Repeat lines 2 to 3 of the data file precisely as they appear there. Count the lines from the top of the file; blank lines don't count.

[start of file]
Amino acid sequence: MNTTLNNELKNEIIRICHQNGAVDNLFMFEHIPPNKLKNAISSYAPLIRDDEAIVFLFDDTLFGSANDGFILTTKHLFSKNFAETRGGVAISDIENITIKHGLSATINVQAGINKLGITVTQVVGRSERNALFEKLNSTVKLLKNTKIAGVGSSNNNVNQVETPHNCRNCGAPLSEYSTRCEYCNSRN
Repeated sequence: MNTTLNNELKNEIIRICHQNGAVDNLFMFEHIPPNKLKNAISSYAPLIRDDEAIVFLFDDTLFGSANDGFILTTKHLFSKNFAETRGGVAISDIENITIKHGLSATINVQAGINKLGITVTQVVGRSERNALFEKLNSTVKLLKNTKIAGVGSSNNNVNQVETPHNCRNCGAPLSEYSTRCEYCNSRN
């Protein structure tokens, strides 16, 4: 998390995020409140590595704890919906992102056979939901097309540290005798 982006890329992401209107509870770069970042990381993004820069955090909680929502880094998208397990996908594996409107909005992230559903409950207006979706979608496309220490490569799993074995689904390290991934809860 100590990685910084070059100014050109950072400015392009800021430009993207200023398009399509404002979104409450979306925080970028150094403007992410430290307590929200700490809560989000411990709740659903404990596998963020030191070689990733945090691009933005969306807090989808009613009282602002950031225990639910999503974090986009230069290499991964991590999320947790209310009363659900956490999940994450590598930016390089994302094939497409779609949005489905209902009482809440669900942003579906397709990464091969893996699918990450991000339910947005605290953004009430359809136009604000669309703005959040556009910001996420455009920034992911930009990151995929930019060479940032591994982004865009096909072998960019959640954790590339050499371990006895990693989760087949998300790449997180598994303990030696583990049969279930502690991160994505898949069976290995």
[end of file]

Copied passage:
Repeated sequence: MNTTLNNELKNEIIRICHQNGAVDNLFMFEHIPPNKLKNAISSYAPLIRDDEAIVFLFDDTLFGSANDGFILTTKHLFSKNFAETRGGVAISDIENITIKHGLSATINVQAGINKLGITVTQVVGRSERNALFEKLNSTVKLLKNTKIAGVGSSNNNVNQVETPHNCRNCGAPLSEYSTRCEYCNSRN
């Protein structure tokens, strides 16, 4: 998390995020409140590595704890919906992102056979939901097309540290005798 982006890329992401209107509870770069970042990381993004820069955090909680929502880094998208397990996908594996409107909005992230559903409950207006979706979608496309220490490569799993074995689904390290991934809860 100590990685910084070059100014050109950072400015392009800021430009993207200023398009399509404002979104409450979306925080970028150094403007992410430290307590929200700490809560989000411990709740659903404990596998963020030191070689990733945090691009933005969306807090989808009613009282602002950031225990639910999503974090986009230069290499991964991590999320947790209310009363659900956490999940994450590598930016390089994302094939497409779609949005489905209902009482809440669900942003579906397709990464091969893996699918990450991000339910947005605290953004009430359809136009604000669309703005959040556009910001996420455009920034992911930009990151995929930019060479940032591994982004865009096909072998960019959640954790590339050499371990006895990693989760087949998300790449997180598994303990030696583990049969279930502690991160994505898949069976290995």